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Wednesday, November 24, 2010

Book Review: Fast Track Photographer

Book Review: Fast Track Photographer
Leverage your unique strengths for a more successful photography business
by Dane Sanders

One Free copy of book available. See end for details.

This book is a little different than most photography type books in that it doesn't focus on either how to take or process photographs, or even about being creative in your artistic approach. What it does is focus on you. How your personality and style could or might fit within the photography industry.
The book also does not focus on the transitional brick and motor type of business in setting up a studio or acquiring all the correct equipment for your specific genre of photography. 

The book is about you as a photographer and understanding your basic, for the most part, social skills and then deciding whether to pursue the 'brand name' approach, like Chase Jarvis and Joe McNally and many others, or a more transitional mode, including location based studio or contracting out to larger businesses.
One of the keys to success is understanding that a photographer must be adaptable and be able to fit the market and clients.
The strength of the book may be in the online questionnaire and analysis report that you can take for free (once). There is a code at the back of the book to enter to take self-help analysis and it will give you a report in many categories that are related to photography such as experience, self-starter, creativity, artistic identity, need for collaboration, self-promotion and more. These pDNA, as the author calls them, help to define where your strengths are and other areas which should be your primary focus of growth.
Strengths true but my own view is you must have a solid minimum core of quality in other areas.

You can always improve but it is very hard to change completely how you are and anyway why bother, play to your strengths.

Some Book Advice Tips.
'Focus on the parts of the business that has more of your creative processes involved and outsource the generic or other parts that are not your best strengths. It is about business, and you as the photographer must know where your strengths lie.'

'As a photographer you need to know consumers (people) will consume your product.'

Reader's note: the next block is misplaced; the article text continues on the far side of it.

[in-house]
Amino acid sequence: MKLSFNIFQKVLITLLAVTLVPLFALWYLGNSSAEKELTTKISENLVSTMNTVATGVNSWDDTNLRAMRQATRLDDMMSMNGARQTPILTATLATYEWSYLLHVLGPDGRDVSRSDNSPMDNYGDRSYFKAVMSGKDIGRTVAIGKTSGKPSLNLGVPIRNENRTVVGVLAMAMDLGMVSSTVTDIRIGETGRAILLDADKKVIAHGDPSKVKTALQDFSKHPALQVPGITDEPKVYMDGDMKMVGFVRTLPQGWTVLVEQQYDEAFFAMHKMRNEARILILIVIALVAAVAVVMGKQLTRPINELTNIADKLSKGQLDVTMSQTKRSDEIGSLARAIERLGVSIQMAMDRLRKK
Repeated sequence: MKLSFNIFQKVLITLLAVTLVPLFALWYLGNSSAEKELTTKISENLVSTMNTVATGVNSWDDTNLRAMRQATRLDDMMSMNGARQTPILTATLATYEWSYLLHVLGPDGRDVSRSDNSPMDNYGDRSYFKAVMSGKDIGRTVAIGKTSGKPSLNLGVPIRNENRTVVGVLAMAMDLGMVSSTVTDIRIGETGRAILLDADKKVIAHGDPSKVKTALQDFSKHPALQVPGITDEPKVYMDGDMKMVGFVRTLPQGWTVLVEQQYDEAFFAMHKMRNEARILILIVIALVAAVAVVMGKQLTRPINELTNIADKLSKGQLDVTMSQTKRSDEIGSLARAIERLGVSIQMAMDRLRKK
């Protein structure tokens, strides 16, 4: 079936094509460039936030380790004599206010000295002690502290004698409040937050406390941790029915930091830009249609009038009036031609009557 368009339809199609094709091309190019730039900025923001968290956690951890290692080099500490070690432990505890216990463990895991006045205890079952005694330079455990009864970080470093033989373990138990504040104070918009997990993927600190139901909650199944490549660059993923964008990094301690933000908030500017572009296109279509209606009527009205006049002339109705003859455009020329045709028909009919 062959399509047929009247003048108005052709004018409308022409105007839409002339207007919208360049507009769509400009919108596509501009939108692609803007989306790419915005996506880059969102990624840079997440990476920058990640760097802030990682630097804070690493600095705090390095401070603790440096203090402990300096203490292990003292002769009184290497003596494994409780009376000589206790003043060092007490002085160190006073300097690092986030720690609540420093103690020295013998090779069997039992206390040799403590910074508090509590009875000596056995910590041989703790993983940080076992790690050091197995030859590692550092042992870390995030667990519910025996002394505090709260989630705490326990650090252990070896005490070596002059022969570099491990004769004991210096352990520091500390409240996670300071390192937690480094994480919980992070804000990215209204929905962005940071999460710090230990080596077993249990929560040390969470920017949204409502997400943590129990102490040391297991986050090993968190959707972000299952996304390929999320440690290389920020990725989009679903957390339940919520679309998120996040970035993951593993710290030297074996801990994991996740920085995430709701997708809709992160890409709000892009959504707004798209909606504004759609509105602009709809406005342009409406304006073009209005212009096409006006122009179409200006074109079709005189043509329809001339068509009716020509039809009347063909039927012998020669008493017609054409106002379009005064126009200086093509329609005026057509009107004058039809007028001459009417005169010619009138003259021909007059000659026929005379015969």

My own advice is, this is the social networking era, social skills are paramount no matter what you are doing.

'No one steals work, they take work away because they service the client better and sometimes it is about cost.

'Do not fix everything but only those limiting factors. Find the sweet spot around “you”.'
Know what to outsource.

You only need to find 1,000 true fans.
That's amazingly true to almost work you do.
There is a difference between a professional and DIY photographer. 
it's not about the money

The author does not ascribe his method as the only way to find yourself but encourages you to seek other sources. Self analysis is not everything. You need to trust yourself that you will see ideas emerge.
As with all self-help books, it is important to do the exercises and work and the book does offer advice on how to overcome times when you feel stuck and not sure how to proceed.

While many self-help type books deal with broad applications to guiding principles, many wonder how this guidance can apply to my case. In this book's case, it does deal with how this applies to you.

Who is this book for?

First off, if you are not comfortable with analyzing yourself as with many of the self-help then this book is not for you.

The biggest problem with self-help books is that the readers tend to trust the source as being an expert on whats ailing them. When in fact, most of us barely know ourselves and this is compounded by the fact that our views will change and develop as we age.
This is why I find that with any analysis, it is good to get more source of input. Seek sound people and ask for their opinion of you.

The book by itself does provide good guidance with working in more traditional commercial fields but does not venture far into other areas such as photojournalism, fine-art, stock, book and travel etc.

While I did not take the online analysis test, I left this for the winning reader, I do believe that with this report the price around $12.00 (list $16.99) makes it a very reasonable investment for a photographer who wants to pursue or improve in the wedding, studio and action genres.

Amazon Link


ISBN 978-0-8174-0001-9

To get a Free copy of Fast Track Photographer book (gently read once) mailed to you
Please leave a comment that has the word “Free' included somewhere and a method to contact you.
I will use a random number generator to select the person.
Offer end Wednesday, 1 December 2010, midnight EST.

Thank you,


Niels Henriksen

4 comments:

Dane Sanders said...

Thanks for taking the time to review the book. I appreciate it. If you'd like a free pDNA for yourself since your gave yours away, let me know. I'd be happy to provide it for you.

Rob McCoy said...

Great review of book. The free pDNA sounds very interesting.

dzignjulz said...

Thanks for the review, this book sounds really helpful for someone in my current situation. Even more helpful if it were free :)

Blogger said...

There is a chance you are eligible for a free $1,000 Amazon Gift Card.

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